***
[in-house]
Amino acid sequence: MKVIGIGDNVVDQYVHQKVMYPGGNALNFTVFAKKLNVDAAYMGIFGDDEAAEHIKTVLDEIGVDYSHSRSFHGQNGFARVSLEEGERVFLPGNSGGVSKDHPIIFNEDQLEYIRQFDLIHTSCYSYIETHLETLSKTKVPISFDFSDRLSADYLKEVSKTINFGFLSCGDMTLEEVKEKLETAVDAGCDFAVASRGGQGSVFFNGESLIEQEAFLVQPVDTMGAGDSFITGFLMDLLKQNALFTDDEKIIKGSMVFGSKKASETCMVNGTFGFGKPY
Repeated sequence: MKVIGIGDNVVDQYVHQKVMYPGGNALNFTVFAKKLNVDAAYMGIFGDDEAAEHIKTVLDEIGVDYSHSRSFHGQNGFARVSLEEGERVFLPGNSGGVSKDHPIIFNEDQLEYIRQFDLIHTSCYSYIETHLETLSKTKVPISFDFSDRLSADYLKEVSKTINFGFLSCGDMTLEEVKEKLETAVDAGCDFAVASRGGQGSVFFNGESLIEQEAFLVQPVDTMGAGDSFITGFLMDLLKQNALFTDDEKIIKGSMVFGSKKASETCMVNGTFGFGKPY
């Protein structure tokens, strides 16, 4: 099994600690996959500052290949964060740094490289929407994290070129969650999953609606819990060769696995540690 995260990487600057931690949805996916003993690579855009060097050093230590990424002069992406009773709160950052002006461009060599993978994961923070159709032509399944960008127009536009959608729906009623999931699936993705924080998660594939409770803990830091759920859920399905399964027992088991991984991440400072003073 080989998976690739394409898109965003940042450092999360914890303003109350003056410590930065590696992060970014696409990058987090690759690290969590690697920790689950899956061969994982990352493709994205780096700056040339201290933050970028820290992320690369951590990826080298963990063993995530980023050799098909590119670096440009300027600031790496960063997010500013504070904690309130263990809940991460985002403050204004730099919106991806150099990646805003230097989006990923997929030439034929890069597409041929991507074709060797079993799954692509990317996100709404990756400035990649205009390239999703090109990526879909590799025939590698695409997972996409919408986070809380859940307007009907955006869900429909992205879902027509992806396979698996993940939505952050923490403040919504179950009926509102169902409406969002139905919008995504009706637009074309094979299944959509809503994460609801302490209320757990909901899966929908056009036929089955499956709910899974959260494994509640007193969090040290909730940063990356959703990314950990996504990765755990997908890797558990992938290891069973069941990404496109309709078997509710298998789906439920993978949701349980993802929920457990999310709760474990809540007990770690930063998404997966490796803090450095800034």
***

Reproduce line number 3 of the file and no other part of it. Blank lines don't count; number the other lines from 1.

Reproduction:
Repeated sequence: MKVIGIGDNVVDQYVHQKVMYPGGNALNFTVFAKKLNVDAAYMGIFGDDEAAEHIKTVLDEIGVDYSHSRSFHGQNGFARVSLEEGERVFLPGNSGGVSKDHPIIFNEDQLEYIRQFDLIHTSCYSYIETHLETLSKTKVPISFDFSDRLSADYLKEVSKTINFGFLSCGDMTLEEVKEKLETAVDAGCDFAVASRGGQGSVFFNGESLIEQEAFLVQPVDTMGAGDSFITGFLMDLLKQNALFTDDEKIIKGSMVFGSKKASETCMVNGTFGFGKPY